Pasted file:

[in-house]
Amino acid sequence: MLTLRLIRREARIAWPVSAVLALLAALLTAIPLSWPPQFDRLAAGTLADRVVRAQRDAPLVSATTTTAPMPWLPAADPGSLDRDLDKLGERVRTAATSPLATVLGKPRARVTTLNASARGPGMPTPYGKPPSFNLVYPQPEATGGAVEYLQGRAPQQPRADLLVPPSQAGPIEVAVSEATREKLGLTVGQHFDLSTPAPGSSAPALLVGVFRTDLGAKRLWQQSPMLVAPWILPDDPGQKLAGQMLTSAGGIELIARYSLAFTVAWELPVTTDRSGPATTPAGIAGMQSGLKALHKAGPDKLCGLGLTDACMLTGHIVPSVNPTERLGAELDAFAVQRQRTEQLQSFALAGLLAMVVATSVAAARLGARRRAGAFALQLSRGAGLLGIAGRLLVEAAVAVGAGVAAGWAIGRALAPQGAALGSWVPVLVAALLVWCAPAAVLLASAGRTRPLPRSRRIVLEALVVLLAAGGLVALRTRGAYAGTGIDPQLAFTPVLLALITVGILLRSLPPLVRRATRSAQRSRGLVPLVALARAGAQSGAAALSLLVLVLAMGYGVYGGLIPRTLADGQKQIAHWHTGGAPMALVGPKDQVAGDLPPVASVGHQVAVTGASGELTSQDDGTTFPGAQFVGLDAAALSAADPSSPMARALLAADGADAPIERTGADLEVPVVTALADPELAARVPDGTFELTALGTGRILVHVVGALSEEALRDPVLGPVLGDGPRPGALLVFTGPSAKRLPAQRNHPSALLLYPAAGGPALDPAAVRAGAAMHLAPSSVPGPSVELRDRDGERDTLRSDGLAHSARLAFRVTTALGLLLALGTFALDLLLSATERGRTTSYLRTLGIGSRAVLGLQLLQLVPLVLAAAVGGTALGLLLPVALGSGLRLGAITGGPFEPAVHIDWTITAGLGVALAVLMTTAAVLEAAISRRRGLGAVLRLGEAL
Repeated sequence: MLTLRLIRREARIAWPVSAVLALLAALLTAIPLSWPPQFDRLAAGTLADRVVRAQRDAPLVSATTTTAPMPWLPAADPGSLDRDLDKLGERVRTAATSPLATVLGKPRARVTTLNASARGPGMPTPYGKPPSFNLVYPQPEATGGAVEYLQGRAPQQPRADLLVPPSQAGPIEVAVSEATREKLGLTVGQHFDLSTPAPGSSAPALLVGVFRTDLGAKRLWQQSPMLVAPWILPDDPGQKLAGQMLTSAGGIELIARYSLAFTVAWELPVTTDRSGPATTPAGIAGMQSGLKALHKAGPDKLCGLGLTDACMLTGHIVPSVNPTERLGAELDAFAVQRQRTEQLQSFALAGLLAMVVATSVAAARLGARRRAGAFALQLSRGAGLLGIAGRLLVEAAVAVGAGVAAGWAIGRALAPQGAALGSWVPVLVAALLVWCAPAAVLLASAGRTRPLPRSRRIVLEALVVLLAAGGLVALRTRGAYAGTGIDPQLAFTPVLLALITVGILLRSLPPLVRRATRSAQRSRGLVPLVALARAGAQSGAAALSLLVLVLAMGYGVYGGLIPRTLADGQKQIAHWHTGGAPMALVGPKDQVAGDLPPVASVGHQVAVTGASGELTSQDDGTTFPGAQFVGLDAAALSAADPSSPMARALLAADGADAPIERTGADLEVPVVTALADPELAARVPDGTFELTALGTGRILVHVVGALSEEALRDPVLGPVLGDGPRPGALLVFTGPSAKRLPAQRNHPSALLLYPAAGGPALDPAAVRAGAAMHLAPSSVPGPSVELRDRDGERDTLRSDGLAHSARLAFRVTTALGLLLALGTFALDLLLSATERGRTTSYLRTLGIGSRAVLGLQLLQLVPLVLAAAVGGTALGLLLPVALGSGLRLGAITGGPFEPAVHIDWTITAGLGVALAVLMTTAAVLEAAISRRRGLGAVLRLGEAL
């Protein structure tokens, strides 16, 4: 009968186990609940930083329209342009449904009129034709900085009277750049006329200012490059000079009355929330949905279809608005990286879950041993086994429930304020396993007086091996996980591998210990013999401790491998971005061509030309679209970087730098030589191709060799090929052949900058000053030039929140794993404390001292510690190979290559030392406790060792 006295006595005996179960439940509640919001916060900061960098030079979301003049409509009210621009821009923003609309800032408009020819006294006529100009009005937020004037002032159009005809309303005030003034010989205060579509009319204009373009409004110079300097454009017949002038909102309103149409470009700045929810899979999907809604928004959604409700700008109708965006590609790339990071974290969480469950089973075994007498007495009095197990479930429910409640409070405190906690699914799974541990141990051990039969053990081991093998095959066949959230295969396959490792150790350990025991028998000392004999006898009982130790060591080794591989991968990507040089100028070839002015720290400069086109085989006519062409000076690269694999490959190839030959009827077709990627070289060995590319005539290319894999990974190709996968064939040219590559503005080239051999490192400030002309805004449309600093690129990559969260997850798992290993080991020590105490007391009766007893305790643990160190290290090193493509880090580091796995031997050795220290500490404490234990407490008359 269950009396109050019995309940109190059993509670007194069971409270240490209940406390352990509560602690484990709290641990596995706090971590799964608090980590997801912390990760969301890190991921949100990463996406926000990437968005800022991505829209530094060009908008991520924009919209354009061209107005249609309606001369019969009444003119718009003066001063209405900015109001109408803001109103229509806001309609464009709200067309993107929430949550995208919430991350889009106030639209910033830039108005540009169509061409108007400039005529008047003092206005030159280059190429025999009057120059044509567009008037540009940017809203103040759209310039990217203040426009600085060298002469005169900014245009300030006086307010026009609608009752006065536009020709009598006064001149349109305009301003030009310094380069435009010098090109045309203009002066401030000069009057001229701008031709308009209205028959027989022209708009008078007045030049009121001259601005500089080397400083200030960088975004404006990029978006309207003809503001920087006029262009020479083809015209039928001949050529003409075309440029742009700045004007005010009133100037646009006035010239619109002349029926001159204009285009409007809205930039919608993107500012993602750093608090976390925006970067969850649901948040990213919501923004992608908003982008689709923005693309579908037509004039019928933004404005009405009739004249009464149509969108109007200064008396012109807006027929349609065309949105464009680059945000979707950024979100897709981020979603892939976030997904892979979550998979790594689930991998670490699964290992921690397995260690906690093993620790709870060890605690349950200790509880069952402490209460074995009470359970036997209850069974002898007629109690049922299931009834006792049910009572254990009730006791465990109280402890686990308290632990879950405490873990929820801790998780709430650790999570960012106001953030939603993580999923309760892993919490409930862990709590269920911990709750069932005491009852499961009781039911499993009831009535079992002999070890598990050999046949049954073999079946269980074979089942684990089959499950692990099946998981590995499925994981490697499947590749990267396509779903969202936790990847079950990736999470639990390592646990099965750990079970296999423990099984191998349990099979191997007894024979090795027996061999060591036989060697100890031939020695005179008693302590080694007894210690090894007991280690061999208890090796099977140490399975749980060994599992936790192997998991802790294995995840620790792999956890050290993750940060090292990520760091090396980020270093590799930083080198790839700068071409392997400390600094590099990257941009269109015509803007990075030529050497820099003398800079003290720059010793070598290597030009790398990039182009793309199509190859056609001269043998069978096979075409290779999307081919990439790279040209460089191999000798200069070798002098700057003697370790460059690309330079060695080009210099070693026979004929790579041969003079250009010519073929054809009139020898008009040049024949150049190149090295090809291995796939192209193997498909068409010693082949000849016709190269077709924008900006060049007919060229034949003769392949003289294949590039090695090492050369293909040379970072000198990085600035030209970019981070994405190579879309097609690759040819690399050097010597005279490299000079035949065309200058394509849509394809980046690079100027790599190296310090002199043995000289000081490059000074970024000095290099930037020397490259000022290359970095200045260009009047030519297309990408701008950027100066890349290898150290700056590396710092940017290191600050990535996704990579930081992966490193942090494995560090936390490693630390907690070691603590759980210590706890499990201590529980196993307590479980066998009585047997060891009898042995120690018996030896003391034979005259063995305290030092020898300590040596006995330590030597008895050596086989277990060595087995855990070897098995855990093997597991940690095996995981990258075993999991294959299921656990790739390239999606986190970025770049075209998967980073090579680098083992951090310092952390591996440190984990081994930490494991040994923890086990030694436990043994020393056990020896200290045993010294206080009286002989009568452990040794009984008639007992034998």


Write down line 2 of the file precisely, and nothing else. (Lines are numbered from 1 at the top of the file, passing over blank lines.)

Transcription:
Amino acid sequence: MLTLRLIRREARIAWPVSAVLALLAALLTAIPLSWPPQFDRLAAGTLADRVVRAQRDAPLVSATTTTAPMPWLPAADPGSLDRDLDKLGERVRTAATSPLATVLGKPRARVTTLNASARGPGMPTPYGKPPSFNLVYPQPEATGGAVEYLQGRAPQQPRADLLVPPSQAGPIEVAVSEATREKLGLTVGQHFDLSTPAPGSSAPALLVGVFRTDLGAKRLWQQSPMLVAPWILPDDPGQKLAGQMLTSAGGIELIARYSLAFTVAWELPVTTDRSGPATTPAGIAGMQSGLKALHKAGPDKLCGLGLTDACMLTGHIVPSVNPTERLGAELDAFAVQRQRTEQLQSFALAGLLAMVVATSVAAARLGARRRAGAFALQLSRGAGLLGIAGRLLVEAAVAVGAGVAAGWAIGRALAPQGAALGSWVPVLVAALLVWCAPAAVLLASAGRTRPLPRSRRIVLEALVVLLAAGGLVALRTRGAYAGTGIDPQLAFTPVLLALITVGILLRSLPPLVRRATRSAQRSRGLVPLVALARAGAQSGAAALSLLVLVLAMGYGVYGGLIPRTLADGQKQIAHWHTGGAPMALVGPKDQVAGDLPPVASVGHQVAVTGASGELTSQDDGTTFPGAQFVGLDAAALSAADPSSPMARALLAADGADAPIERTGADLEVPVVTALADPELAARVPDGTFELTALGTGRILVHVVGALSEEALRDPVLGPVLGDGPRPGALLVFTGPSAKRLPAQRNHPSALLLYPAAGGPALDPAAVRAGAAMHLAPSSVPGPSVELRDRDGERDTLRSDGLAHSARLAFRVTTALGLLLALGTFALDLLLSATERGRTTSYLRTLGIGSRAVLGLQLLQLVPLVLAAAVGGTALGLLLPVALGSGLRLGAITGGPFEPAVHIDWTITAGLGVALAVLMTTAAVLEAAISRRRGLGAVLRLGEAL